While I disagree with you on your definition and the 'proof' found in a list of features Logos would like to add, I do agree that this version of Logos has not been as bug-free as 3.0 was. Frankly I recall some bugs in 2.0 but its been too long to be very specific. Perhaps there was too much of a rush to release this product. Perhaps the beta testing group was not large enough to eliminate more problems before the release, but we really have to go back to 2.0 (Series X) to make a just comparison between version upgrades. 3.0 was not a total re-work. 2.0 was and 4.0 is. Of course there will be more problems in this kind of release.

If people are disillusioned with the quality of this release, I know Logos would be glad to refund them their money. Harping on whether this is a beta or not a beta really doesn't help anyone.

Off soapbox. I'm done.

First, I'm not sure if I would feel that it is beta if they hadn't announced that they'd add these features. I do know what I would not be. I would not be a Logos 4 user. If I did not know that they would be adding sermon diagramming, something I used extensively, or importing of notes, favoarites, and highlighting, or a few other features. I would have said, that Logos 4 was a major step backwards in some key features, after the official beta was over I'd have uninstalled and likely stopped using even 3 assuming that Logos was willing to downgrade their software and not want to be bitten by this again after getting used to features. I would have feared that it might happen again.

When a piece of software adds significant features that were not in it before it usually becomes version X.1 instead of X.0a as in the case of Logos 4. For example when sermon diagramming is added, that is a big addition to me. I would warrant a 4.1 number. But since it will likely not be a point release since it is really just bring 4.0 to the point where 3.0 was before plus the new features. So to me that means incomplete software (ie beta).

Yes, Logos determines alone when it is "out of beta" but users will determine when it feels like it is out of beta. I feel like it is not going to be out of beta till the missing features are complete. As for stability, even though I am running the beta version it is very stable and has not crashed much at all lately. But the early weeks after initial release it crashed often. It was in my mind still beta.

BTW I never said "proof" I said "evidence". There is a difference. A proof is something that if determined valid is irrifutable. Evidence points to the possible truth of the claim but has not necessarily proved it.

As for "harping on it" I have quit. But when a person is frustrated and posts things that I agree with, I think this community is here to help the users and so I feel like it is helpful to that person to say, "I'm with you brother/sister." I feel your pain.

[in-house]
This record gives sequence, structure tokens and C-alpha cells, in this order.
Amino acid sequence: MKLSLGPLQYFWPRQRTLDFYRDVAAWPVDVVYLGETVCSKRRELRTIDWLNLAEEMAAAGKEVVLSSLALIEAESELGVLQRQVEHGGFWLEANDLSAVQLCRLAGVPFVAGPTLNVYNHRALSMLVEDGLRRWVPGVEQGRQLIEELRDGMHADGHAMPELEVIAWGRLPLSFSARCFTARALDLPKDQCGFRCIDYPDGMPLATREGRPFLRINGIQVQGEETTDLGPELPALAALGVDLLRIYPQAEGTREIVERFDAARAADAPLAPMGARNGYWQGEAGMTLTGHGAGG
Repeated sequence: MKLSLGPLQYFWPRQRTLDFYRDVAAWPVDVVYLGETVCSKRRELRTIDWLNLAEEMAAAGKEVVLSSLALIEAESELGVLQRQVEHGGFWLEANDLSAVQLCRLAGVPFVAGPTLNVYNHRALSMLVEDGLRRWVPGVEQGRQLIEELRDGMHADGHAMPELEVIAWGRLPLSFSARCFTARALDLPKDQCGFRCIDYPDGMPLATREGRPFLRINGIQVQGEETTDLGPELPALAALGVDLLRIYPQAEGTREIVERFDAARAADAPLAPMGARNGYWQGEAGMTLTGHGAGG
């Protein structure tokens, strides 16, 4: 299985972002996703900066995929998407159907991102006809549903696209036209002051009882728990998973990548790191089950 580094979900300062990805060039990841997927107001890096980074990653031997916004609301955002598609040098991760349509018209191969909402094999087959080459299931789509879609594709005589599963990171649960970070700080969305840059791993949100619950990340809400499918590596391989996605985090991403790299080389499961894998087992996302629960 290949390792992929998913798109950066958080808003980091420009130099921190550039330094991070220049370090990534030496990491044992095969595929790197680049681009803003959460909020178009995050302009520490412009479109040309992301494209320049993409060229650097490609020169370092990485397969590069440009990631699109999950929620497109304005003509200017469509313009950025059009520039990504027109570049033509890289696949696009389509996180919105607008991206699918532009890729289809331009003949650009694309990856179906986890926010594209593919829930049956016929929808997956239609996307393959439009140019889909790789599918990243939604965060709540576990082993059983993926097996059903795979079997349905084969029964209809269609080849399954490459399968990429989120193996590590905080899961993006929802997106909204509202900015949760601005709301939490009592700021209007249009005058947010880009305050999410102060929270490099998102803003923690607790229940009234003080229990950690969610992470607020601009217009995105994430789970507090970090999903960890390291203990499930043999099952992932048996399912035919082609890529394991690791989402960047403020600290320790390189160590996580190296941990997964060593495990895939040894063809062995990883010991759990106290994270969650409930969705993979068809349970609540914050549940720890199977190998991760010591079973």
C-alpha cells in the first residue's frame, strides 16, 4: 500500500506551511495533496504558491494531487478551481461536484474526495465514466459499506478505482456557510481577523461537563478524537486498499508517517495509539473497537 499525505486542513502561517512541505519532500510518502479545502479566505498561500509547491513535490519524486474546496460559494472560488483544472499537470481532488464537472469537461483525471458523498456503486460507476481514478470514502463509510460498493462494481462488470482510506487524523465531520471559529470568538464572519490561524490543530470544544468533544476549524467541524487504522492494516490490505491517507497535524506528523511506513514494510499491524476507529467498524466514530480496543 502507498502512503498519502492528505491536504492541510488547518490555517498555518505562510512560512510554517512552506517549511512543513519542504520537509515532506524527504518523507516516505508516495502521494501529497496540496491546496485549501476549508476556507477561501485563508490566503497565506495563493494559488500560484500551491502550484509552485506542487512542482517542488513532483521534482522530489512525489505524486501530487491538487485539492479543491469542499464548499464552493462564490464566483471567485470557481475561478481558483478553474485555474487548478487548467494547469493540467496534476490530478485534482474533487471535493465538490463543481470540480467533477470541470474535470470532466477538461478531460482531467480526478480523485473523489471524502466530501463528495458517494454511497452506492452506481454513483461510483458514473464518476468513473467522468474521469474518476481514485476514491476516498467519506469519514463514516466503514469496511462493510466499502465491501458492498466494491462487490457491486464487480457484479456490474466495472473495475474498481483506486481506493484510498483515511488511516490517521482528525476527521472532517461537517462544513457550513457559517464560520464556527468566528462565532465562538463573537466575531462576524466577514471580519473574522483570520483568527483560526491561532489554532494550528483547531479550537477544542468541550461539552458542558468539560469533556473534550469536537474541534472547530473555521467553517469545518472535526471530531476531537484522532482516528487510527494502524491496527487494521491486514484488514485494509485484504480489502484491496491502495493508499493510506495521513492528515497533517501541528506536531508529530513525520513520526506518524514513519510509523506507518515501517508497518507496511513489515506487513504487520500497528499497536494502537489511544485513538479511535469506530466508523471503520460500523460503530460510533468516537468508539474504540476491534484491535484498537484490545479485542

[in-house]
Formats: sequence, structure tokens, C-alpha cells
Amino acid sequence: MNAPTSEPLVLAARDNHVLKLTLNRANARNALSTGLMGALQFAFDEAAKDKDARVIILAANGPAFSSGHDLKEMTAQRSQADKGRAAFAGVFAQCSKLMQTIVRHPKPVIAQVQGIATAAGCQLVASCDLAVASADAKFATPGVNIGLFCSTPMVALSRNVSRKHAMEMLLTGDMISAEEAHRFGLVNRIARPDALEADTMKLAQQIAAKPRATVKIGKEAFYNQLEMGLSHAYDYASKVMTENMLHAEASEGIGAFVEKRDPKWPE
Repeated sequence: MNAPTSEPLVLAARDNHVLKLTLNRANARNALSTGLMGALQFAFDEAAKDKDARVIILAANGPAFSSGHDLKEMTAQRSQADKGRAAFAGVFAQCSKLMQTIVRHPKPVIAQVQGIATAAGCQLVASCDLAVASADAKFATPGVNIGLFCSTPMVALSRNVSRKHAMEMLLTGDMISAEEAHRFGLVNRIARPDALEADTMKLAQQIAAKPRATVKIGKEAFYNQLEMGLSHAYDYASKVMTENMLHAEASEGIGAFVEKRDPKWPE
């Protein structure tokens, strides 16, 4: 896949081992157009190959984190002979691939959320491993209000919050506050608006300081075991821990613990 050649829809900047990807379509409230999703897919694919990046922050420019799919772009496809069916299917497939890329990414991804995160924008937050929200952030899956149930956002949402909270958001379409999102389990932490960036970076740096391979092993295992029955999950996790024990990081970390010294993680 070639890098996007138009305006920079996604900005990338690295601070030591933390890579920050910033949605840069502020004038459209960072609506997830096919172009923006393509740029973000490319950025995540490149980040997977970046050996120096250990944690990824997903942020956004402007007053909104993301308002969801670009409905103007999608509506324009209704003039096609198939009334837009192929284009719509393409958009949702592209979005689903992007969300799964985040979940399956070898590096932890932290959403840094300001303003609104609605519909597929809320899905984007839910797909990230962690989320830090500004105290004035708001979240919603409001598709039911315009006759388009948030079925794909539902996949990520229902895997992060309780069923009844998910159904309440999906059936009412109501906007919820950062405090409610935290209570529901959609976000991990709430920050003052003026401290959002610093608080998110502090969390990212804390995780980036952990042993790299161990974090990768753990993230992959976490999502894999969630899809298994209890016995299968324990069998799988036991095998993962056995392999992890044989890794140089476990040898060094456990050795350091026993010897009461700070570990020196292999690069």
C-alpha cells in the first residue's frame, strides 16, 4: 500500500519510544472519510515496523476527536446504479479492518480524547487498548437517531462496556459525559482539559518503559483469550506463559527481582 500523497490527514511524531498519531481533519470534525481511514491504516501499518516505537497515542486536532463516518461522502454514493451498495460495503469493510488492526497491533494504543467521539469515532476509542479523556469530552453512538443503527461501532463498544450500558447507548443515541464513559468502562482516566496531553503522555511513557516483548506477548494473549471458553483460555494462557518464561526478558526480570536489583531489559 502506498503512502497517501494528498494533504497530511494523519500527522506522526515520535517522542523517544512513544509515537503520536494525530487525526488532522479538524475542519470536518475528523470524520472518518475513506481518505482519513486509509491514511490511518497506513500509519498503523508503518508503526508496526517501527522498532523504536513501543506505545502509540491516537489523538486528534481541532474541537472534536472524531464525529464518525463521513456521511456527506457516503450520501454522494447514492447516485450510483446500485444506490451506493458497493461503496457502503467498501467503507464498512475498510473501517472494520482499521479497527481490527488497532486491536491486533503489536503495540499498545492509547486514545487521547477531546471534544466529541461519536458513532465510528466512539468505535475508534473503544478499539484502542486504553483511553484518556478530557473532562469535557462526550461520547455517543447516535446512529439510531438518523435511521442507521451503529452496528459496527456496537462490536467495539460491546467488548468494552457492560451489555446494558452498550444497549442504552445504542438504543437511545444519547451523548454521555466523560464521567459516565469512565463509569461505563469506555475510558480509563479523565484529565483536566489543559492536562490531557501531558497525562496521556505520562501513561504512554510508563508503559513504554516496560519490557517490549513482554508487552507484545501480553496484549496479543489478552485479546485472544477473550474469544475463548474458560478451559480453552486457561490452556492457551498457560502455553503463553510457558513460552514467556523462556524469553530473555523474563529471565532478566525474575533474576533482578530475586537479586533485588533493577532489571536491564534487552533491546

To show that I am committed to Logos 4.0, when it got to a point where I felt like it was useable for everyday work I have almost quit using Bibleworks and have invested heavily in added resources. I'll be making a payment to Bob for the next 12 months.

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Mark Smith | Forum Activity | Replied: Fri, Jan 15 2010 8:53 PM

Kevin A. Purcell:
First, I'm not sure if I would feel that it is beta if they hadn't announced that they'd add these features. I do know what I would not be. I would not be a Logos 4 user.

That's what most of us probably would have done and feared for the future. So we know why they announced the coming features.

Kevin A. Purcell:
But when a person is frustrated and posts things that I agree with, I think this community is here to help the users and so I feel like it is helpful to that person to say, "I'm with you brother/sister." I feel your pain.

No disagreement. It's just that anger toward Logos or criticizing their decision-making isn't really going to make things better. Might make some feel better but we've still got what we've got.

I also see us having a role in trying to help make things as useful as possible with the situation we're in. I know you've done that and that's usually why you are posting here.

Kevin A. Purcell:
I'll be making a payment to Bob for the next 12 months.

Well maybe not every month, but I will be paying him, too.

Pastor, North Park Baptist Church

Bridgeport, CT USA

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MJ. Smith | Forum Activity | Replied: Fri, Jan 15 2010 9:04 PM

Kevin A. Purcell:
First, I'm not sure if I would feel that it is beta if they hadn't announced that they'd add these features. I do know what I would not be. I would not be a Logos 4 user. If I did not know that they would be adding sermon diagramming, something I used extensively, or importing of notes, favoarites, and highlighting, or a few other features. I would have said, that Logos 4 was a major step backwards in some key features, after the official beta was over I'd have uninstalled and likely stopped using even 3 assuming that Logos was willing to downgrade their software and not want to be bitten by this again after getting used to features. I would have feared that it might happen again.

Some of the features that are considered "missing" in L4 were add-ins in L3. At the very least  we should compare base functions to base functions.

Orthodox Bishop Hilarion Alfeyev: "To be a theologian means to have experience of a personal encounter with God through prayer and worship."